INVESTIGATORS SHOW HOW NEURONS DETERMINE VOCAL BEHAVIORS
Scientists at UT Southwestern’s Peter O’Donnell Jr. Brain Institute are using songbirds to demonstrate that a specific set of neurons may influence how humans learn vocal behaviors.
Their study shows that a bird’s song can be altered to the syllable by activating and deactivating a neural pathway responsible for telling the brain if a vocalization was performed correctly, according to UT Southwestern.
Previously, research showed that when a song was perform without a perceived error, certain neurons release dopamine to areas of the brain that are involved in motor control. The new study, however, shows that if those neurons are activated or suppressed, researchers can prompt the birds — zebra finches — to change specific syllables in the future.
“The results show unexpected precision in how these signals can guide the refinement of vocalizations.”
Dr. Todd Roberts
“The results show unexpected precision in how these signals can guide the refinement of vocalizations,” Dr. Todd Roberts, an UTSW assistant professor of neuroscience, said in a release. “We expect this pathway plays a similar role in how people learn and adjust their speech.”
How can this research be used to help humans?
Scientists hope to eventually use the knowledge gained to target specific genes that disrupt speech in patients with autism or other neurodevelopmental conditions, UT Southwestern said. The research has been ongoing for some, and we reported on it last year.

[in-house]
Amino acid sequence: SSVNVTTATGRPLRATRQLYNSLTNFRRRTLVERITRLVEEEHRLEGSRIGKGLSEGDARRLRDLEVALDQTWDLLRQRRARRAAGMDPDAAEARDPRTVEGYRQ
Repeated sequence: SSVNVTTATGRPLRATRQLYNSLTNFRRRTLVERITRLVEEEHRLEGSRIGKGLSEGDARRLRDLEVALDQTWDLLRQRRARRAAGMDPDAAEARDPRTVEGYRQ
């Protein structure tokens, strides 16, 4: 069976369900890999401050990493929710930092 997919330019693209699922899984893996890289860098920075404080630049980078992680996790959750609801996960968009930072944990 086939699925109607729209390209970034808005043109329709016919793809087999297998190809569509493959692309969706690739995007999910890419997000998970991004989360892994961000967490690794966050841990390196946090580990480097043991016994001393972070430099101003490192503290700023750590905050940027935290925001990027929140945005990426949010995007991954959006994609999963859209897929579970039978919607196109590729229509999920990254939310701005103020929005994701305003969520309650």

UT DALLAS SCIENTISTS DEVELOP ‘MICRONEEDLE’ PATCHES
Researchers at the University of Texas at Dallas have developed a new low-cost way of making microneedle arrays, which are a small-syringe alternative patch for administering drugs to patients, according to a report in 3D Printing Industry.
The publicaiton said that the new method combines a commercially available 3D printer with a chemical etching technique that creates ultra-fine microscopic pins. The pins are made in a range of medical materials that are unavailable currently to high-res 3D printing methods.
Microneedle patches alleviate the pain and safety risks that are associated with traditional pain-relieve delivery methods using a syringe, and they have a longer shelf life than drugs manufactured as an injectable liquid, 3D Printing Industry reported.
Find out more here.
$1M GRANT SUPPORTS VASCULAR RESEARCH, CAREER DEVELOPMENT
The Dallas-based American Heart Association and VIVA Physicians Inc. of San Jose, California, have announced a two-year $1 million grant program to support research initiatives in vascular disease and career development opportunities for early career investigators at the post-doctoral level.
Research supported by the project will focus on clinical and population research in vascular disease, the partners said in a release. The program’s goal is to encourage more scientific research in the field and, ultimately, fund scientists who will make discoveries that advance the care and improve the quality of life of individuals with vascular diseases.
The American Heart Association and VIVA said that interested early career investigators should submit an application for the American Heart Association Postdoctoral Fellowship or Career Development Award via [email protected]. Also, applicants who have questions can email [email protected].
Get on the list.
Sign up to keep your eye on what’s new and next in Dallas-Fort Worth, every day.